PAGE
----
High cross

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A high cross or standing cross (Irish: cros ard / ardchros,[1] Scottish Gaelic: crois àrd / àrdchrois, Welsh: croes uchel / croes eglwysig) is a free-standing Christian cross made of stone and often richly decorated. There was a unique Early Medieval tradition in Ireland and Britain of raising larged sculpted stone crosses, usually outdoors. These probably developed from earlier traditions using wood, perhaps with metalwork attachments, and earlier pagan Celtic memorial stones; the Pictish stones of Scotland may also have influenced the form. The earliest surviving examples seem to come from the territory of the Anglo-Saxon kingdom of Northumbria, which had been converted to Christianity by Irish missionaries; it remains unclear whether the form first developed in Ireland or Britain.

The crosses often, though not always, feature a stone ring around the intersection, forming a Celtic cross; this seems clearly an innovation of Celtic Christianity, perhaps at Iona.[2] The term "high cross" is mainly used in Ireland and Scotland, but the tradition across the whole of the British Isles is essentially a single phenomenon, though there are certainly strong regional variations. Some crosses were erected just outside churches and monasteries; others at sites that may have marked boundaries or crossroads, or preceded churches. Whether they were used as "preaching crosses" at early dates is unclear, and many crosses have been moved to their present locations.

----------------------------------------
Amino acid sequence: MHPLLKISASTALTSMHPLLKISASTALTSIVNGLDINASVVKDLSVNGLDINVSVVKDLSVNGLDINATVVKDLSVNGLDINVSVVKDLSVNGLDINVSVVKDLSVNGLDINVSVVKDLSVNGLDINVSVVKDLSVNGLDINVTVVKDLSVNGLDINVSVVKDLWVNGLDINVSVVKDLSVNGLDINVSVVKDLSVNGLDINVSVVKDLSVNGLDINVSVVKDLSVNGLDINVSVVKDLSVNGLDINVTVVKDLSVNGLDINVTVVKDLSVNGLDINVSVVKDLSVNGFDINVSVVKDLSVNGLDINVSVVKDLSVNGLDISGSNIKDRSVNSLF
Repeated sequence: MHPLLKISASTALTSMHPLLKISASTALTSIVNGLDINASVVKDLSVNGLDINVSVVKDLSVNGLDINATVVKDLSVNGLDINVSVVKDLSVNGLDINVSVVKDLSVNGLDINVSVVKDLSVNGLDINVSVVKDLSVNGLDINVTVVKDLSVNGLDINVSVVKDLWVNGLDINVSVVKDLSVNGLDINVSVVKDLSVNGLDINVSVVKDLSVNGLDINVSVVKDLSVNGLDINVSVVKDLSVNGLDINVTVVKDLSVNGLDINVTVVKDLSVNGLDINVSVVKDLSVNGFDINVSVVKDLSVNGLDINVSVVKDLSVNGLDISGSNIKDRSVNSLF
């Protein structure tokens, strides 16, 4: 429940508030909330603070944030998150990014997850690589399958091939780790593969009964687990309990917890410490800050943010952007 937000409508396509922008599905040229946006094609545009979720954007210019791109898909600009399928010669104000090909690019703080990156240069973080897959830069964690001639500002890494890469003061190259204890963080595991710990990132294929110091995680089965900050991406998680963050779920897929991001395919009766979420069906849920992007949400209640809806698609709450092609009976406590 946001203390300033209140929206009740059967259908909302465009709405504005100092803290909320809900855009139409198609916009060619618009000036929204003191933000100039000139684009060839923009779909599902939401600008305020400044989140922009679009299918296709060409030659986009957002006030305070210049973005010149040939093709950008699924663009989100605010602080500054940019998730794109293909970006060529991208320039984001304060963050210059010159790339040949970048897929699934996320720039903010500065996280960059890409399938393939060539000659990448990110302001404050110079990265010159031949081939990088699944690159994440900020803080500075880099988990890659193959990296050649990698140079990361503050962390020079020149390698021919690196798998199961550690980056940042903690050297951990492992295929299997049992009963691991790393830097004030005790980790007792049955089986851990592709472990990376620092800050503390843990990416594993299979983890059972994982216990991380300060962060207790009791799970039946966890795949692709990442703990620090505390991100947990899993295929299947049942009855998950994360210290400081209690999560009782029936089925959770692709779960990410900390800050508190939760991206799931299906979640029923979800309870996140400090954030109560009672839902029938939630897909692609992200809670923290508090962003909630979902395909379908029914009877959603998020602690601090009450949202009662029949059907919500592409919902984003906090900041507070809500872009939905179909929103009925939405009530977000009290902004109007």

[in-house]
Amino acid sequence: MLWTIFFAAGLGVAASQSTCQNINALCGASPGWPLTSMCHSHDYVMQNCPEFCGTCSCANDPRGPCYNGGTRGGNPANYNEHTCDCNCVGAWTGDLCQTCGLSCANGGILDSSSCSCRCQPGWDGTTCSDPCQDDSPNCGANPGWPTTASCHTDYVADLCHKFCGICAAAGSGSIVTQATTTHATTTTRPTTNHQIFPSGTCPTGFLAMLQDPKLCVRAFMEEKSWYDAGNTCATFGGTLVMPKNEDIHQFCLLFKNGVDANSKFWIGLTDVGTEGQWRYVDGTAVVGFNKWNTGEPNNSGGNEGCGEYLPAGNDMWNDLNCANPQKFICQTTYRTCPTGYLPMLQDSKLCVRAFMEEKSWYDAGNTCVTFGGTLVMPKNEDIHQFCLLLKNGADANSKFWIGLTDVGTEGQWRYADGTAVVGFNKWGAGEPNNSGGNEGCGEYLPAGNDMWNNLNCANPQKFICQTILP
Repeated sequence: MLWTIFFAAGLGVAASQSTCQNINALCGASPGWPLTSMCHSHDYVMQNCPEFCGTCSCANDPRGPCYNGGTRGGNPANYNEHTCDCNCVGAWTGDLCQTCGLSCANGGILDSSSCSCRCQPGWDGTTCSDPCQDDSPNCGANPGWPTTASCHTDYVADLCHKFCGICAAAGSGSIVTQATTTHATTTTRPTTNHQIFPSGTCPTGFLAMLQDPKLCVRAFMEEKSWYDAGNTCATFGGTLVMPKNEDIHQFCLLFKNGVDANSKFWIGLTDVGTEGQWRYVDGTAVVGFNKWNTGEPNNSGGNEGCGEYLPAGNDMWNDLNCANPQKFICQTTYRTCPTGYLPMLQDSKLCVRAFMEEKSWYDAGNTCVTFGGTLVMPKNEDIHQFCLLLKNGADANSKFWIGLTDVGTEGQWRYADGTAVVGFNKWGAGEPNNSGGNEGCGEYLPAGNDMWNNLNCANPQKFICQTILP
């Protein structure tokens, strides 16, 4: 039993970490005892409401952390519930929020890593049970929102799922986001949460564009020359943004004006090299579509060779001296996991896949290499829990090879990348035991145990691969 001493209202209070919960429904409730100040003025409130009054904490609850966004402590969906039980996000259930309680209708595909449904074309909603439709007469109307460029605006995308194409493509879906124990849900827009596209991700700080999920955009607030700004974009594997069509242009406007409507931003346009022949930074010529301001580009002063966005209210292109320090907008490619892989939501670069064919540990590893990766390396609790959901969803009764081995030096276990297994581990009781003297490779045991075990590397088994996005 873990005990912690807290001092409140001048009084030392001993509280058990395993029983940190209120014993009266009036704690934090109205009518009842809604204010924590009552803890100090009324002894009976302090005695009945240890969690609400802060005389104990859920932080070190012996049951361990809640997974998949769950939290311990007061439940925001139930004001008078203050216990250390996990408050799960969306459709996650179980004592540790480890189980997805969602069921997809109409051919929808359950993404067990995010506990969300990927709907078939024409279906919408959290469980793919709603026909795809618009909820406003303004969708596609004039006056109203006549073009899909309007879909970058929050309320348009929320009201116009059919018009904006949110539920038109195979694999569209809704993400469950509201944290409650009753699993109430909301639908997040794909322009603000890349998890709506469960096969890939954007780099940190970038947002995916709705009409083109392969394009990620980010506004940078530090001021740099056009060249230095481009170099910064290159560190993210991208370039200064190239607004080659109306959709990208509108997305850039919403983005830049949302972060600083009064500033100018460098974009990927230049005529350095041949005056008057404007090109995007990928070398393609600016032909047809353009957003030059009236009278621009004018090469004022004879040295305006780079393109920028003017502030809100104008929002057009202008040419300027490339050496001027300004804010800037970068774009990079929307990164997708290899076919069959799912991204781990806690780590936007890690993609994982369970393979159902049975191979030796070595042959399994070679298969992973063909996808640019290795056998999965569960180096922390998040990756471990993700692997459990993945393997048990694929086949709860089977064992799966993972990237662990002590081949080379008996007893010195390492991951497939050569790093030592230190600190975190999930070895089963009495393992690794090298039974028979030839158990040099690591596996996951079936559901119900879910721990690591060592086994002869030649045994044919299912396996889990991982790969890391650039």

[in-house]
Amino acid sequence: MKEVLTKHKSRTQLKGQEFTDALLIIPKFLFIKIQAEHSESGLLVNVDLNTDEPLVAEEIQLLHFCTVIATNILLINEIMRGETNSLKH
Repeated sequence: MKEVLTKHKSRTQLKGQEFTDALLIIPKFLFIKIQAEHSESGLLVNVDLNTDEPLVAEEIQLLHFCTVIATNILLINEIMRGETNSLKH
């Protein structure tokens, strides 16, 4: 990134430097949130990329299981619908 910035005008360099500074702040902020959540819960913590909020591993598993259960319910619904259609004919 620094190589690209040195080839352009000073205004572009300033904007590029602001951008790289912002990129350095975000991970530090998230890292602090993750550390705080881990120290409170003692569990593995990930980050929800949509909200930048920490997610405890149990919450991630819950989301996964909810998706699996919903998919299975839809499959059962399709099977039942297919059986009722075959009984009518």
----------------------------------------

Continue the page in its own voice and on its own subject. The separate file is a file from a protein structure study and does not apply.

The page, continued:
British Isles

High crosses are the primary surviving monumental works of Insular art, and the largest number in Britain survive from areas that remained under Celtic Christianity until relatively late. No examples, or traces, of the putative earlier forms in wood with metal attachments have survived; the decorative repertoire of early crosses certainly borrows from that of metalwork, but the same is true of Insular illuminated manuscripts. The round bosses seen on early crosses probably derive from Pictish stones. High crosses may exist from the 7th century in Northumbria, which then included much of south-west Scotland, and Ireland, though Irish dates are being moved later. However the dates assigned to most of the early crosses surviving in good condition, whether at Ruthwell and Bewcastle, the Western Ossery group in Ireland, Iona or the Kildalton Cross nearby, have all shown a tendency to converge on the period around or slightly before 800, despite the differences between the Northumrian and Celtic types. The high cross later spread to the rest of the British Isles, including the Celtic areas of Wales and Cornwall and some examples are also found on Continental Europe where the style was taken by Insular missionaries.

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